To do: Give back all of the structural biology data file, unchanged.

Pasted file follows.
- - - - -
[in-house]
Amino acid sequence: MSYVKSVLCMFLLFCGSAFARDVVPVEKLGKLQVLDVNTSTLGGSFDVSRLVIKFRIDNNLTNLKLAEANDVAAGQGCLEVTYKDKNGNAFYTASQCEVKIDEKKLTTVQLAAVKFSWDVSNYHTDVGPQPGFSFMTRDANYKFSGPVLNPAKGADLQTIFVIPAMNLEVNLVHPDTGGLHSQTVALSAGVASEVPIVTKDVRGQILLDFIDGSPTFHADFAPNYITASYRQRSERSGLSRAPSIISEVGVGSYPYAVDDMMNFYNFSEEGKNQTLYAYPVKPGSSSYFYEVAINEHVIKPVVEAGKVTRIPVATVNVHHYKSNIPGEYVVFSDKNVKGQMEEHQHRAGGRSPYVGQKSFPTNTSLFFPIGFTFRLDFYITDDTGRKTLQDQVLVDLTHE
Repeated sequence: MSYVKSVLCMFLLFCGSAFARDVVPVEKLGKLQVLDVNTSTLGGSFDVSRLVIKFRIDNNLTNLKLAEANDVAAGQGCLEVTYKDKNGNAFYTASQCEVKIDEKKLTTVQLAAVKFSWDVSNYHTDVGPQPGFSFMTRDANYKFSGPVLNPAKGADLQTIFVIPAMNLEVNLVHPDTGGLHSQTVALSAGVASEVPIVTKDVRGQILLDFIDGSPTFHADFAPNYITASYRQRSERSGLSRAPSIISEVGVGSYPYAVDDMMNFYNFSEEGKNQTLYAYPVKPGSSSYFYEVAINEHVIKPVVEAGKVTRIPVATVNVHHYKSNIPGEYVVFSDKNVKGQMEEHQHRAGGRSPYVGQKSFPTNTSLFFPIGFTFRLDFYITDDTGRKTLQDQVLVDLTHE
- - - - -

[in-house]
Amino acid sequence: MSYVKSVLCMFLLFCGSAFARDVVPVEKLGKLQVLDVNTSTLGGSFDVSRLVIKFRIDNNLTNLKLAEANDVAAGQGCLEVTYKDKNGNAFYTASQCEVKIDEKKLTTVQLAAVKFSWDVSNYHTDVGPQPGFSFMTRDANYKFSGPVLNPAKGADLQTIFVIPAMNLEVNLVHPDTGGLHSQTVALSAGVASEVPIVTKDVRGQILLDFIDGSPTFHADFAPNYITASYRQRSERSGLSRAPSIISEVGVGSYPYAVDDMMNFYNFSEEGKNQTLYAYPVKPGSSSYFYEVAINEHVIKPVVEAGKVTRIPVATVNVHHYKSNIPGEYVVFSDKNVKGQMEEHQHRAGGRSPYVGQKSFPTNTSLFFPIGFTFRLDFYITDDTGRKTLQDQVLVDLTHE
Repeated sequence: MSYVKSVLCMFLLFCGSAFARDVVPVEKLGKLQVLDVNTSTLGGSFDVSRLVIKFRIDNNLTNLKLAEANDVAAGQGCLEVTYKDKNGNAFYTASQCEVKIDEKKLTTVQLAAVKFSWDVSNYHTDVGPQPGFSFMTRDANYKFSGPVLNPAKGADLQTIFVIPAMNLEVNLVHPDTGGLHSQTVALSAGVASEVPIVTKDVRGQILLDFIDGSPTFHADFAPNYITASYRQRSERSGLSRAPSIISEVGVGSYPYAVDDMMNFYNFSEEGKNQTLYAYPVKPGSSSYFYEVAINEHVIKPVVEAGKVTRIPVATVNVHHYKSNIPGEYVVFSDKNVKGQMEEHQHRAGGRSPYVGQKSFPTNTSLFFPIGFTFRLDFYITDDTGRKTLQDQVLVDLTHE